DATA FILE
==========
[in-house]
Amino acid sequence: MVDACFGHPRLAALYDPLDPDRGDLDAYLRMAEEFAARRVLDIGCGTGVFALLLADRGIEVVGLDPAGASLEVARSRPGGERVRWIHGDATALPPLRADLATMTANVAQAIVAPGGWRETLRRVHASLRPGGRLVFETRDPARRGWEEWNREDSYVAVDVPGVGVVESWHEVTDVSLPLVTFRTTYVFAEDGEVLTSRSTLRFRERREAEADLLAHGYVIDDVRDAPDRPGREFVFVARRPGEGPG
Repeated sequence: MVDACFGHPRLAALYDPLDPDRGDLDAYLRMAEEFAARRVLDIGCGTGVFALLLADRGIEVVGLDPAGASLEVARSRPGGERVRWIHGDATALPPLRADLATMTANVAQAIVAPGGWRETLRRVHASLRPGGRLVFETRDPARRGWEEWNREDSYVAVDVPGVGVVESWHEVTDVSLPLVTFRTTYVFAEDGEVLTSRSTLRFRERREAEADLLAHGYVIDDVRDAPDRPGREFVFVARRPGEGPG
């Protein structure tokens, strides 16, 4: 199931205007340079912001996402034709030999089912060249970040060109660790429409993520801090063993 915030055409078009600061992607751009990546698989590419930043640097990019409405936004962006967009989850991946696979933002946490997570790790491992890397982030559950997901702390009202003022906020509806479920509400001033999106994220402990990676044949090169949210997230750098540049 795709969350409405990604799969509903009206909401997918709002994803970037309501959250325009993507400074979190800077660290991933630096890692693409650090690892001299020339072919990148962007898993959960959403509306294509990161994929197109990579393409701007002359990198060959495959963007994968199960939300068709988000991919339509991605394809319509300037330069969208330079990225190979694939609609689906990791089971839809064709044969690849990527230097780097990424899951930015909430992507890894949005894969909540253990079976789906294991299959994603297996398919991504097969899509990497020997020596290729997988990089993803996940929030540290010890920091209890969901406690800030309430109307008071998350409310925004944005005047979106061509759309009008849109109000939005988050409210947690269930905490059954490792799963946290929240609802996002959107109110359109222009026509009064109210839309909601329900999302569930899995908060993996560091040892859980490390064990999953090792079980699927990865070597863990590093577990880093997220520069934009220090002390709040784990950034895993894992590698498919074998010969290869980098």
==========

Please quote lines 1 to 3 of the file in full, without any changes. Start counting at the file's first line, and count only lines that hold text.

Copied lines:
[in-house]
Amino acid sequence: MVDACFGHPRLAALYDPLDPDRGDLDAYLRMAEEFAARRVLDIGCGTGVFALLLADRGIEVVGLDPAGASLEVARSRPGGERVRWIHGDATALPPLRADLATMTANVAQAIVAPGGWRETLRRVHASLRPGGRLVFETRDPARRGWEEWNREDSYVAVDVPGVGVVESWHEVTDVSLPLVTFRTTYVFAEDGEVLTSRSTLRFRERREAEADLLAHGYVIDDVRDAPDRPGREFVFVARRPGEGPG
Repeated sequence: MVDACFGHPRLAALYDPLDPDRGDLDAYLRMAEEFAARRVLDIGCGTGVFALLLADRGIEVVGLDPAGASLEVARSRPGGERVRWIHGDATALPPLRADLATMTANVAQAIVAPGGWRETLRRVHASLRPGGRLVFETRDPARRGWEEWNREDSYVAVDVPGVGVVESWHEVTDVSLPLVTFRTTYVFAEDGEVLTSRSTLRFRERREAEADLLAHGYVIDDVRDAPDRPGREFVFVARRPGEGPG